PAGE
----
Talent managers have lost their bid to overturn a California law that prohibits them from trying to find work for the clients or acts they represent.
Under the law, only licensed talent agents – not managers, who are not licensed – can legally seek work for their clients
Judge Dean Pregerson of the U.S. District Court for the Central District of California on Tuesday threw out a suit filed by the National Conference of Personal Managers that would have struck down the state's Talent Agencies Act. The suit claimed that the law was "unconstitutionally vague."
In his ruling however, Pregerson said that courts already have sufficiently established what "procuring" means, noting that it is contained in "numerous California statutes" that have not been challenged.
The Talent Agencies Act, which dates back to 1978, has been a problem for some managers who have sought promised payments or commissions from their clients. When clients have disputed their claims, some managers have been reported to the California Labor Commissioner for wrongfully procuring work for a client without a license.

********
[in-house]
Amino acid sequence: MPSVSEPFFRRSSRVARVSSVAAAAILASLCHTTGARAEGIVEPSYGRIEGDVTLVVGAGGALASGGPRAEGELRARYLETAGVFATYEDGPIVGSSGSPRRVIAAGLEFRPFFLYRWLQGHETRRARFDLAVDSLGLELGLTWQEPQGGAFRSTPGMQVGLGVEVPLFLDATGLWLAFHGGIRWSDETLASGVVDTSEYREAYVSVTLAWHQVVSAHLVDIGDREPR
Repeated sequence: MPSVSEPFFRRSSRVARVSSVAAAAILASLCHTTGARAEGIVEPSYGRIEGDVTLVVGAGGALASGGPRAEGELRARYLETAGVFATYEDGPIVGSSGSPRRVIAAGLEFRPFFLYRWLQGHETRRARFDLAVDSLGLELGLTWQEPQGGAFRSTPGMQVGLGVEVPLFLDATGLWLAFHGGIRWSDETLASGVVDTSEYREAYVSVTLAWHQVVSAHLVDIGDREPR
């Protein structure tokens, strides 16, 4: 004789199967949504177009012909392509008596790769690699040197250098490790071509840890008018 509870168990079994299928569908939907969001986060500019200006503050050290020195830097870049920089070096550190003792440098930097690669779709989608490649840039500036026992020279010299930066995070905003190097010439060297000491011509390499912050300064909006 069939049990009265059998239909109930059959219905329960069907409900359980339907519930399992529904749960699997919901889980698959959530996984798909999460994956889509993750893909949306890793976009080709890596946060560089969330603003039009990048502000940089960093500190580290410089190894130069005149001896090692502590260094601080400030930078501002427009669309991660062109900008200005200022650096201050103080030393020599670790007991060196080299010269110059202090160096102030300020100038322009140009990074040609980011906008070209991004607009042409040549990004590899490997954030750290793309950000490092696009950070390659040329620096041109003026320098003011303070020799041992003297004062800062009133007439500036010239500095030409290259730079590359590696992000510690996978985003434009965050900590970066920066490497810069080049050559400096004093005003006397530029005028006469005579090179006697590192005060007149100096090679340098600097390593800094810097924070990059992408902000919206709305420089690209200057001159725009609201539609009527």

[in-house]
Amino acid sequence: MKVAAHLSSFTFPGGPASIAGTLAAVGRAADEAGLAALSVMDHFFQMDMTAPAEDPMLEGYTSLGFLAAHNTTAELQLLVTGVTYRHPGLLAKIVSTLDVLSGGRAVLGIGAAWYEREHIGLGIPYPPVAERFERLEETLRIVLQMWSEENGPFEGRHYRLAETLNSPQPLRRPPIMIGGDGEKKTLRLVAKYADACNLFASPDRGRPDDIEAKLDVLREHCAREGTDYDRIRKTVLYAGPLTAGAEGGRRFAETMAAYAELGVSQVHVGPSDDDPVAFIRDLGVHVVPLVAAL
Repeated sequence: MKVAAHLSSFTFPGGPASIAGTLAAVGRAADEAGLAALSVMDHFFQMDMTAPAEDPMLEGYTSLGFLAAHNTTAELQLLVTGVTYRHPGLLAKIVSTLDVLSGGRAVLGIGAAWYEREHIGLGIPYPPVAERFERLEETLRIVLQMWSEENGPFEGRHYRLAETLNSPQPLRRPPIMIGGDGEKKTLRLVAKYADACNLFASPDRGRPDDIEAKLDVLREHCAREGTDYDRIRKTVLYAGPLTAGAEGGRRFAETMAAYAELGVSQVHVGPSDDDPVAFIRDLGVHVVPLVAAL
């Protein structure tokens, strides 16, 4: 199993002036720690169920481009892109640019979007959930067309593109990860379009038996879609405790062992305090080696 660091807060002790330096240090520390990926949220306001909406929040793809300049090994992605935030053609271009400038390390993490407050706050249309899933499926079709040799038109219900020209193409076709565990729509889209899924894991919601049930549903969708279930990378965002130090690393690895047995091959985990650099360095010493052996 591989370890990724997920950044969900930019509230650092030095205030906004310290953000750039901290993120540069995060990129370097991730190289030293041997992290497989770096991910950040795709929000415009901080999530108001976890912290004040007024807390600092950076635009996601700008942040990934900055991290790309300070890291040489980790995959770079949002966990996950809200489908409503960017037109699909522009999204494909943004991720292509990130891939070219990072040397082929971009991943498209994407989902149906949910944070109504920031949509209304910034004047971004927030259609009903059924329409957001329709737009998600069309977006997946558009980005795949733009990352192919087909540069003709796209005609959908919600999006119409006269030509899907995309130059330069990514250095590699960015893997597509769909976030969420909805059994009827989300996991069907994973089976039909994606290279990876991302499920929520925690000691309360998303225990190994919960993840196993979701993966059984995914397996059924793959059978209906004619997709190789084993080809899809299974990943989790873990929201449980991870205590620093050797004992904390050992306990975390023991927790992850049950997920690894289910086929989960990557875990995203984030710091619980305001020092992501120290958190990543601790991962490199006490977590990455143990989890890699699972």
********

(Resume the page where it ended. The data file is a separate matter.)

The personal managers also said the law violated the U.S. Constitution's 13th Amendment, claiming that it was a form of "involuntary servitude" to work and then be denied a commission.
"Not being compensated for work performed does not inevitably make that work involuntary servitude," Pregerson said. "Plaintiff's members have choices. They have the choice to refrain from procuring employment for their clients, to procure employment without a license and risk the voiding of parts of their contracts, or to obtain a license."
Pamela Chelin contributed to this report.